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A tiny County Louth village has been confirmed as home to one of the most important Viking sites in the world. Photo by: Getty

Major Viking site discovery described as ‘mind-blowing’

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A tiny County Louth village has been confirmed as home to one of the most important Viking sites in the world. Photo by: Getty

A tiny County Louth village has been confirmed as home to one of the most important Viking sites in the world.

Carbon testing on trenches at a ‘virgin’ site in Annagassan have revealed that the small rural community once housed a Viking winter base, one of only two in Ireland.

The other went on to become Dublin but the Annagassan site, 50 miles north of the capital, was believed to be the stuff of mythology and folklore until now.

Geophysical tests funded by Dundalk’s County Museum have allowed scientists to make the big breakthrough.

They have now confirmed that the Linn Duchaill site, beside the river Glyde and south of Dundalk Bay, was where the Vikings brought their long ships or longphorts to be repaired.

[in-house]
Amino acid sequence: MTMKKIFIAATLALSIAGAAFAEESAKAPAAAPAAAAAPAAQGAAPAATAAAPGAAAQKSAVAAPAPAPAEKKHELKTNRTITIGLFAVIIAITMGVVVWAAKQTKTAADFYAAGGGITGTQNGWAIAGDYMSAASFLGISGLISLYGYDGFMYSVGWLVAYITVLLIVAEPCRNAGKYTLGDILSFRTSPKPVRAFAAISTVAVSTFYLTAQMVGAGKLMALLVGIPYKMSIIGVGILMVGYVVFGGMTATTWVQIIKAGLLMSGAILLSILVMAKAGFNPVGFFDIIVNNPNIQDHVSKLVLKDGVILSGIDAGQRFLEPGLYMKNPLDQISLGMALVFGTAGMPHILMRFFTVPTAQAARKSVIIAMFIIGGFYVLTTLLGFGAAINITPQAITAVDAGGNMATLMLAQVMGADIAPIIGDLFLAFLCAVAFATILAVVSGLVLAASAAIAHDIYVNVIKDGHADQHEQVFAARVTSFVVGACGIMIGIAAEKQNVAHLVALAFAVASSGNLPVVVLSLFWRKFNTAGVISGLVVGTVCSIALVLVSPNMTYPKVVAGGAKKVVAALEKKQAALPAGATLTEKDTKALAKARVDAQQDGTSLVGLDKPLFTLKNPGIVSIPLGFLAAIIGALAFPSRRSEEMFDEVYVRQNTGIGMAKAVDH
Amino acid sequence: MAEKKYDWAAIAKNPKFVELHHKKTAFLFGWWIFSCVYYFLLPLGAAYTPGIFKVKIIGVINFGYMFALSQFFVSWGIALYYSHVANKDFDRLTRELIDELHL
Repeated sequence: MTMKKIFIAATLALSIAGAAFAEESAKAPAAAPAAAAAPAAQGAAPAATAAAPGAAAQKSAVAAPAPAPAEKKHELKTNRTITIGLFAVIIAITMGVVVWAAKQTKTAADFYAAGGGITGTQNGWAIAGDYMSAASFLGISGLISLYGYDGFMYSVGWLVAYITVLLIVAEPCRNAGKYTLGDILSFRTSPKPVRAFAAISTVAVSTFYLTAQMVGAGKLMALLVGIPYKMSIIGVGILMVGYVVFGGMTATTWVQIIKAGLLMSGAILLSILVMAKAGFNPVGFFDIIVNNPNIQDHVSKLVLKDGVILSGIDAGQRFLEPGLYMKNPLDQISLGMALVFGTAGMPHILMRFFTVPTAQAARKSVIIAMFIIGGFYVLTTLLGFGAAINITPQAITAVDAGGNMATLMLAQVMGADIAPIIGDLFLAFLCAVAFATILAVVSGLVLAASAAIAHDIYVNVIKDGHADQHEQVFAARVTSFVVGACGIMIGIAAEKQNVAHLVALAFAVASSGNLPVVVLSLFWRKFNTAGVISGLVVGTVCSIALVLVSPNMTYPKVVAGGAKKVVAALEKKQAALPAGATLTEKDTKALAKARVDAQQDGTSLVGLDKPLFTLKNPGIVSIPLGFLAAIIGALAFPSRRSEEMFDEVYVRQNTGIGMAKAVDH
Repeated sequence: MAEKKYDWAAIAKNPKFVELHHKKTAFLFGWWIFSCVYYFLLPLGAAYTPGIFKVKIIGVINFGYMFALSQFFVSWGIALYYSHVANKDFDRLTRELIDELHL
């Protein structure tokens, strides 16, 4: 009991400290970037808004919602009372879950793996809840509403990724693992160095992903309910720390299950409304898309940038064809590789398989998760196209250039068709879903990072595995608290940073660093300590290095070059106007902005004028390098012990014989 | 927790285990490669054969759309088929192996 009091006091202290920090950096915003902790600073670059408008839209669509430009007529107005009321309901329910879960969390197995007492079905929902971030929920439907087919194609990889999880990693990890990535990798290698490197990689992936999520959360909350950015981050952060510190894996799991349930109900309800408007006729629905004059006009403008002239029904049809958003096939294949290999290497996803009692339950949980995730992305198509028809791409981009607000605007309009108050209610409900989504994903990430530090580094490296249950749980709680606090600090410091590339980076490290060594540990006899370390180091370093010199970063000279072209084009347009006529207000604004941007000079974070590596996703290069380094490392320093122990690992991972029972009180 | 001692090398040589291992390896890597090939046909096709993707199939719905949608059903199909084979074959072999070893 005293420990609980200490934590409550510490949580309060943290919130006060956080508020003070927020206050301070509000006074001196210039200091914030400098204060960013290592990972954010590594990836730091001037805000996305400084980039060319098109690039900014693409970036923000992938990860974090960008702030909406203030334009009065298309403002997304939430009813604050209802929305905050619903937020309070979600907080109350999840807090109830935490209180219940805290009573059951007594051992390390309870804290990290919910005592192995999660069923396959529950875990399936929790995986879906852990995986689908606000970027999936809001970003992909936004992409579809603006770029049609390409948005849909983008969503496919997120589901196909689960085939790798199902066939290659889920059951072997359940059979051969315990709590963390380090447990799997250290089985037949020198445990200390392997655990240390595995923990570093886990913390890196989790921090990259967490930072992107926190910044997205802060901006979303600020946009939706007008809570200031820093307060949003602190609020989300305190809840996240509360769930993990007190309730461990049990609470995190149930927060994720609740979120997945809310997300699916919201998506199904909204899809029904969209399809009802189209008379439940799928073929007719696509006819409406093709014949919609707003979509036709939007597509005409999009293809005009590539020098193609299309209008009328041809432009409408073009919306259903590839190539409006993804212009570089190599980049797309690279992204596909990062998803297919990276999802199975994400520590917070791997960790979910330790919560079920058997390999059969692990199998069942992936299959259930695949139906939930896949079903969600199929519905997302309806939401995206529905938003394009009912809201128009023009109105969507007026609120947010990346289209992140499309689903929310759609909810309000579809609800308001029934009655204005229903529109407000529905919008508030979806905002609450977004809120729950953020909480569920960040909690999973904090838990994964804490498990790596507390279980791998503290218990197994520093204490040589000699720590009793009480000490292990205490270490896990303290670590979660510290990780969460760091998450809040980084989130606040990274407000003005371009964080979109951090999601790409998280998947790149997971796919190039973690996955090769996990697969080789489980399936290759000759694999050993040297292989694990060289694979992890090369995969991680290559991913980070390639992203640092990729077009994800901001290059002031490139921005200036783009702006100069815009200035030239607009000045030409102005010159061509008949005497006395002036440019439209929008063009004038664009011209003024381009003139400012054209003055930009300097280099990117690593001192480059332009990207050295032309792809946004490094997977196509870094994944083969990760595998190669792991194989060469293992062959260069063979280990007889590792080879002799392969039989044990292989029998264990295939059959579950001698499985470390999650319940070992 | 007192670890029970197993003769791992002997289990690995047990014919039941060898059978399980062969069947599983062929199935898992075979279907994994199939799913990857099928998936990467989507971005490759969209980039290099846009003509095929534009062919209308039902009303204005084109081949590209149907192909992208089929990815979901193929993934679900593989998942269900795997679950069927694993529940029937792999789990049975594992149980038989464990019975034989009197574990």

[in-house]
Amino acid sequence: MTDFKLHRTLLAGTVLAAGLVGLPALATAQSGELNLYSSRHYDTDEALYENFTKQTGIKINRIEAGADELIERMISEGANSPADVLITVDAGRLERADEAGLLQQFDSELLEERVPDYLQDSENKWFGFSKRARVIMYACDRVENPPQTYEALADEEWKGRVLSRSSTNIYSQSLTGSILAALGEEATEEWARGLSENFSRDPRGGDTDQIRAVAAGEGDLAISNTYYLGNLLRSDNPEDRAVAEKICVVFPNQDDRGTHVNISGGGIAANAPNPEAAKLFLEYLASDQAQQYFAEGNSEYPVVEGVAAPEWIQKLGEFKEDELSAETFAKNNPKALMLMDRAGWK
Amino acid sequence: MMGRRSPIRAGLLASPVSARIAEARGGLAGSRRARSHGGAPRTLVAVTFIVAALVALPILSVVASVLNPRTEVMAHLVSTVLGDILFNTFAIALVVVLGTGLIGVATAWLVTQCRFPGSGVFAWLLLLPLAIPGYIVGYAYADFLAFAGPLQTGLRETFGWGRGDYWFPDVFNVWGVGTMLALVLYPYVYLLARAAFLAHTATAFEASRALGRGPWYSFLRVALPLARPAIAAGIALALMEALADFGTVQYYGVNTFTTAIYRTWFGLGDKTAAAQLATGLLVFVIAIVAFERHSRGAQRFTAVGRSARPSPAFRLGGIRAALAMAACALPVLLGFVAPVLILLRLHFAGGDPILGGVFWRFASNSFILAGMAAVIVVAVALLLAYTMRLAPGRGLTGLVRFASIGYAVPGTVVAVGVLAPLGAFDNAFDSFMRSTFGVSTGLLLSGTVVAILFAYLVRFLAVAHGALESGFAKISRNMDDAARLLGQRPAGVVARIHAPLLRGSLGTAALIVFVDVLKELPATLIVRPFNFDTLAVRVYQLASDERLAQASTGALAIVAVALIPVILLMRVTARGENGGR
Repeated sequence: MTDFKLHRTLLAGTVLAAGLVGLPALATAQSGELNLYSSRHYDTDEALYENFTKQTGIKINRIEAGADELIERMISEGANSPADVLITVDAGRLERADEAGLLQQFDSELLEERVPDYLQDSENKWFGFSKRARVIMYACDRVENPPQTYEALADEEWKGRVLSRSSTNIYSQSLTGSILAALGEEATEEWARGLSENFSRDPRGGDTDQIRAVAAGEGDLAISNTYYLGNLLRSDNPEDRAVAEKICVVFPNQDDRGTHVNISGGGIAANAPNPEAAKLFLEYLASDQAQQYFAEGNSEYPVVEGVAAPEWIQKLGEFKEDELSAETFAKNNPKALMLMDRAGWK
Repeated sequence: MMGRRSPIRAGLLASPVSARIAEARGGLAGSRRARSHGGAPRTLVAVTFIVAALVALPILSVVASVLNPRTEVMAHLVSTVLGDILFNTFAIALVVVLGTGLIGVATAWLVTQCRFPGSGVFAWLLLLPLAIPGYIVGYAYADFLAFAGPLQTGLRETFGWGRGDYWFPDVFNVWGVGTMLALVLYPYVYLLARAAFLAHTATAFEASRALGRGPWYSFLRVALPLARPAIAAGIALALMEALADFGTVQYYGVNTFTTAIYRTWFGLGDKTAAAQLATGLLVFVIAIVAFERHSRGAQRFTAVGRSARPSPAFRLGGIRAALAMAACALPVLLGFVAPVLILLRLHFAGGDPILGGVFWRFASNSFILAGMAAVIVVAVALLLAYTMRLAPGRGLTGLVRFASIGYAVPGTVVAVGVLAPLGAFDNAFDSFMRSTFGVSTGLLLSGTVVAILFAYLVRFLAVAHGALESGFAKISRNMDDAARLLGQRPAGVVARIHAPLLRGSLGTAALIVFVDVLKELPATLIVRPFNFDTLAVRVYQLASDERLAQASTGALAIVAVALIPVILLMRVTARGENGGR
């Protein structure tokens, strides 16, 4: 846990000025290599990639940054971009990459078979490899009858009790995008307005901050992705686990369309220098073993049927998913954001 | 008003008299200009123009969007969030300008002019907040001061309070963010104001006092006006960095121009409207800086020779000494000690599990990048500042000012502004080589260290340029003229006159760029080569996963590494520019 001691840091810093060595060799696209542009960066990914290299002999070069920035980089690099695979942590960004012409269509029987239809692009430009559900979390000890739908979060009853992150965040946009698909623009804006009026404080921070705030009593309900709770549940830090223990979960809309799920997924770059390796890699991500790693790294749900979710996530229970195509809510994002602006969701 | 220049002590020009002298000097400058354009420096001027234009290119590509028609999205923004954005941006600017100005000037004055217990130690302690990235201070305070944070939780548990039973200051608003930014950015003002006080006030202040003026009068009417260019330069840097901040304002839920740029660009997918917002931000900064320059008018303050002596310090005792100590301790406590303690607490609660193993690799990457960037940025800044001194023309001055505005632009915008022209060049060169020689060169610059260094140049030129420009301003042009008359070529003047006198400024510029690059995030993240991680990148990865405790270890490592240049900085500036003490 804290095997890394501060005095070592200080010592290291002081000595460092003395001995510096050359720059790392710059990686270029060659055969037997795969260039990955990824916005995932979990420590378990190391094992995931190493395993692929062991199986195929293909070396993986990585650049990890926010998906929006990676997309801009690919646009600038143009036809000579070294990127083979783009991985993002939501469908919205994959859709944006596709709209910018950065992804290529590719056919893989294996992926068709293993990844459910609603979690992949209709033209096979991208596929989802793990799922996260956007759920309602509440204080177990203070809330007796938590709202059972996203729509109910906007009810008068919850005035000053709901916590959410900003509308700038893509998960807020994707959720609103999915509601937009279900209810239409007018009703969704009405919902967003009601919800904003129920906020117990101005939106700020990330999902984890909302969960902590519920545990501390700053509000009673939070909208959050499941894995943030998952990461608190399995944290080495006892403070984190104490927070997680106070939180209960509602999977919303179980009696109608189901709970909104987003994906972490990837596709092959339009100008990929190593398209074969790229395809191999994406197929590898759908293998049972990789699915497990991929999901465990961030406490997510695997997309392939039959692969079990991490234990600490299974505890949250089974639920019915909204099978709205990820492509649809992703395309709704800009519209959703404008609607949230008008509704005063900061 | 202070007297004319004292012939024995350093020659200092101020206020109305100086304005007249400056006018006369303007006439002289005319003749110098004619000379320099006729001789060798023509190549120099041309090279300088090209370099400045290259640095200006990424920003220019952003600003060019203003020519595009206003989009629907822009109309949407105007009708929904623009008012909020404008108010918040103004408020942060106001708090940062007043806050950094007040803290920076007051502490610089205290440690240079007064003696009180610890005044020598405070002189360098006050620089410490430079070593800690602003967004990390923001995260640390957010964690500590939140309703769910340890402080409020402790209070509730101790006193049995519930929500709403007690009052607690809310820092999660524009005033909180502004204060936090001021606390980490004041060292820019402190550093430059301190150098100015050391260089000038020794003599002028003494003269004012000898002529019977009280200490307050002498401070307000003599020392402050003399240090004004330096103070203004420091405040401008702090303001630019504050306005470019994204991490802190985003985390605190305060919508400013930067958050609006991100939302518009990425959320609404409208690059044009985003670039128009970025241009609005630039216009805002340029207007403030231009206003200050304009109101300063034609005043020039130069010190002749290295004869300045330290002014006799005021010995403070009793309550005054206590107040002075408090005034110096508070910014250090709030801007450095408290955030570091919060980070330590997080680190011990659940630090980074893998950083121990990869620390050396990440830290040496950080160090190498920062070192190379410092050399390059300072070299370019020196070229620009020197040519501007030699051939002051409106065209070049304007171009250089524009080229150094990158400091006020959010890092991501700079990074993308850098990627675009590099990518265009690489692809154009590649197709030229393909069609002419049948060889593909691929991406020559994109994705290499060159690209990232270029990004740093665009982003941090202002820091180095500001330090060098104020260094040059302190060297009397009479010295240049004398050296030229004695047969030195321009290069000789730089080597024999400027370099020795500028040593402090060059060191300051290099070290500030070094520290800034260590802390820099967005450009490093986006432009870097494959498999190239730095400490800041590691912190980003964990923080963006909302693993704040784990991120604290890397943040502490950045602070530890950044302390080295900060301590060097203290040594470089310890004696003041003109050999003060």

It was also the base for inland raids as far as Longford and north to Armagh.

Although eventually abandoned as a port due to poor tides and a shallow bay, Linn Duachaill was also a large trading town as the Vikings exported Irish slaves and looted goods.

Experts have been blown away by the find on farmland in the small village.

Louth County Museum curator Brian Walsh told the Irish Examiner: “This site is mind-blowing. It is untouched, there is no motorway going through it and it is basically virgin territory. It has been husbanded and farmed for the last few hundred years and is unspoilt.

“It is one of the most important sites of its kind in the world, not just Europe.”

Dr Ned Kelly, keeper of antiquities at the National Museum, has also spoken of the importance of the Louth discovery.

“This site is intact; it has not been trashed by a road and is a greenfield site,” said Dr Kelly.

“Linn Duachaill is enormously important because it is of the very earliest period of Viking settlement in Ireland. It was founded in 841 and the Annals of Ulster tell us it was used over the next 50 years continuously.

“Radio-carbon dating has conclusively shown we are dealing with a site of early Viking age. It is exactly what we thought it was and it is of such significance that an international conference is being held to discuss it.”

Artifacts from the site are to go on display at a conference in Dundalk later this month.

Originally published in 2011.

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